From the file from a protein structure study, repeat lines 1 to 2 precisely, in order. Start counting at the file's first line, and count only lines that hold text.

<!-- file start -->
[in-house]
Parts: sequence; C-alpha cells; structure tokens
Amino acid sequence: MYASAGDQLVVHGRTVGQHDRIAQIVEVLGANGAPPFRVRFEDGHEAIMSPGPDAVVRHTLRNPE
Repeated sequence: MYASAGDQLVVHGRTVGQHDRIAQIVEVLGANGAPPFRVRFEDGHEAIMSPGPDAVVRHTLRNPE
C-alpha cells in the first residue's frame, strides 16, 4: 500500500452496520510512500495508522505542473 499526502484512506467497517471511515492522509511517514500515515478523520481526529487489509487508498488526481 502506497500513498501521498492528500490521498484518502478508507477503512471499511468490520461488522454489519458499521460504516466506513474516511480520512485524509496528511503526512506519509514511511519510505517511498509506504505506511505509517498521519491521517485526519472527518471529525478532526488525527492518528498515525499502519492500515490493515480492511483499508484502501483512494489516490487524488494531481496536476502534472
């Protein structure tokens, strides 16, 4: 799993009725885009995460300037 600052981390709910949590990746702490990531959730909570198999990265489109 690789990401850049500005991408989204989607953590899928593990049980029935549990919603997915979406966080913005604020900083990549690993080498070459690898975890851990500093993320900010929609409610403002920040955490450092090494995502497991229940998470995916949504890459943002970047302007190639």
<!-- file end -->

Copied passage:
[in-house]
Parts: sequence; C-alpha cells; structure tokens